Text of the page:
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8A ArnonP's curator insight, March 13, 11:49 AM
This article is about the spread of argiculture in Africa. The spread of agriculture across sub-Saharan Africa was cause by the large-scale migration of Bantu-speaking groups out of their homeland in west Central Africa about 4,000 years ago, this is called the Bantu expansion. The Bantus explaned rapidly across the sub-continent, carrying packages for farming, metal-working, and potter, and largely replacing pre-exxisting hunter-gatheres along the way. While the elements of the Bantu model have been analyzed in recent years, one of the main problem the limit the developing a better understanding of the spread of farming. Situated at a corssroads between continental Africa and the Indian Ocean, eastern Africa was not only a major corridor on of the proposed Bantu routes to southern Africa, it was also a recipient of several migrations of groups of farmer from the north.
This article help me understand about Africa by telling me about the Bantu expansion that caused a large group of farmers to migrate from West Africa to southern Africa. This also help me understand African was advanced because 4,000 years ago, they had stuff for farming, metal-working, and pottery. I think that this topic is still a mystery because know one exactly know what caused the Bantu to migrate to souther Africa.  
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Ecological consequences of human niche construction: Examining long-term anthropogenic shaping of global species distributions

Ecological consequences of human niche construction: Examining long-term anthropogenic shaping of global species distributions | Archaeobotany and Domestication | Scoop.it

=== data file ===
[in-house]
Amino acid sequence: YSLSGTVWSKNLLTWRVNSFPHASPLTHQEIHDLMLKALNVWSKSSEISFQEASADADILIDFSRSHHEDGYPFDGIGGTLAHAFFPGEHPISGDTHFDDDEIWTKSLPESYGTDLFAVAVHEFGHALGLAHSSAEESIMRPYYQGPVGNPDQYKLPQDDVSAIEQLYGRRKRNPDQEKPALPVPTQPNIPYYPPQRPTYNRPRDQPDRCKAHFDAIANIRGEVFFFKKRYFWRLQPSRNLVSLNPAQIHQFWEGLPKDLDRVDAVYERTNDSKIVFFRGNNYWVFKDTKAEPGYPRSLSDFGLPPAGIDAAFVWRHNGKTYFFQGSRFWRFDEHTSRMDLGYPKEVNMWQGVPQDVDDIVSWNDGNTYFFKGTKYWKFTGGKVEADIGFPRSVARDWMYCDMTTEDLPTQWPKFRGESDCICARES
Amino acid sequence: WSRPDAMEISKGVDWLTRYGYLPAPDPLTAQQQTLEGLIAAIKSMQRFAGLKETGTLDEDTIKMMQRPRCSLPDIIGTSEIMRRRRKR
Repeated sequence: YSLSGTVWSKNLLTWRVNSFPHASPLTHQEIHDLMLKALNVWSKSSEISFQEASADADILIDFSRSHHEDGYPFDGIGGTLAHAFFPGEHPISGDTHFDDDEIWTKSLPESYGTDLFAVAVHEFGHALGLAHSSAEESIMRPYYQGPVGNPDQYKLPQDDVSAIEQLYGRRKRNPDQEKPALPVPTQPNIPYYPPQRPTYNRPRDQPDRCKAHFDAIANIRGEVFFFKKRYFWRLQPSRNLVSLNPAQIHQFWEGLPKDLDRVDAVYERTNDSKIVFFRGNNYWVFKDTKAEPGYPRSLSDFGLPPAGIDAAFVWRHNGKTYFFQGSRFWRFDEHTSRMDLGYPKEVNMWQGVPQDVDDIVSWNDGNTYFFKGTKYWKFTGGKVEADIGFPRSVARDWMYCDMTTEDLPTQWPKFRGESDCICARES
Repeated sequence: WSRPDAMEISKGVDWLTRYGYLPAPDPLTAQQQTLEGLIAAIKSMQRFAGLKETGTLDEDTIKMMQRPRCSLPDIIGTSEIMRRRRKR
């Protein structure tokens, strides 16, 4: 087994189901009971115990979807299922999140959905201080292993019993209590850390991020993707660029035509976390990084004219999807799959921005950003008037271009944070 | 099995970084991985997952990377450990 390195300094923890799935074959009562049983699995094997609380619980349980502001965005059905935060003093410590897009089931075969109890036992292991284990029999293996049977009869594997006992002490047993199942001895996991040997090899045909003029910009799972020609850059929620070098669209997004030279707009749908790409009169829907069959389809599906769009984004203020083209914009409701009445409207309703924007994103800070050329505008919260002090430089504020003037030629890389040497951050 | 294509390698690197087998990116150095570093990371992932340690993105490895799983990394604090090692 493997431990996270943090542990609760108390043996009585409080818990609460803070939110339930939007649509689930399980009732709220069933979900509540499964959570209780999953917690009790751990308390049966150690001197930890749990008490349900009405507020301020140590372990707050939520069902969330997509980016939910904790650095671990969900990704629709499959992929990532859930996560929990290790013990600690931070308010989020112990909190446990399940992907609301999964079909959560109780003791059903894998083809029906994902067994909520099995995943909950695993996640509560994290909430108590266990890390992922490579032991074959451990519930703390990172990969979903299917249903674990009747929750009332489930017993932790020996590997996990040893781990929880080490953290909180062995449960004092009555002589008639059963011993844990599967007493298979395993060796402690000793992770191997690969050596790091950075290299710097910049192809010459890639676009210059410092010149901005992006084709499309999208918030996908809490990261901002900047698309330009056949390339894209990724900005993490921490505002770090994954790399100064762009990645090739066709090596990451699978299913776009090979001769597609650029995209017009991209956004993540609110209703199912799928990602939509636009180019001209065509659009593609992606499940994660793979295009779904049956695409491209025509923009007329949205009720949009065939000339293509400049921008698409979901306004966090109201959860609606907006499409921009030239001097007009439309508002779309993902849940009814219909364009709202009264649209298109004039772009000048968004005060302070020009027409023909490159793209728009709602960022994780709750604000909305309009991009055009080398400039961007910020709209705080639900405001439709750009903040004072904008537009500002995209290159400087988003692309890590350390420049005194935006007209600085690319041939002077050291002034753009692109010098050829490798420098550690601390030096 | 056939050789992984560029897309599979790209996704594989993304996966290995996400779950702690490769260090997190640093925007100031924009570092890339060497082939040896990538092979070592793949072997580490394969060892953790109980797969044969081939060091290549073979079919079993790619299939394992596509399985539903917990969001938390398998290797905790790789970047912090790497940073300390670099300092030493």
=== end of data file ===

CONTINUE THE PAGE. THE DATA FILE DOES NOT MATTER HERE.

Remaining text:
The exhibition of increasingly intensive and complex niche construction behaviors through time is a key feature of human evolution, culminating in the advanced capacity for ecosystem engineering exhibited by Homo sapiens. A crucial outcome of such behaviors has been the dramatic reshaping of the global biosphere, a transformation whose early origins are increasingly apparent from cumulative archaeological and paleoecological datasets. Such data suggest that, by the Late Pleistocene, humans had begun to engage in activities that have led to alterations in the distributions of a vast array of species across most, if not all, taxonomic groups. Changes to biodiversity have included extinctions, extirpations, and shifts in species composition, diversity, and community structure. We outline key examples of these changes, highlighting findings from the study of new datasets, like ancient DNA (aDNA), stable isotopes, and microfossils, as well as the application of new statistical and computational methods to datasets that have accumulated significantly in recent decades. We focus on four major phases that witnessed broad anthropogenic alterations to biodiversity—the Late Pleistocene global human expansion, the Neolithic spread of agriculture, the era of island colonization, and the emergence of early urbanized societies and commercial networks. Archaeological evidence documents millennia of anthropogenic transformations that have created novel ecosystems around the world. This record has implications for ecological and evolutionary research, conservation strategies, and the maintenance of ecosystem services, pointing to a significant need for broader cross-disciplinary engagement between archaeology and the biological and environmental sciences.TA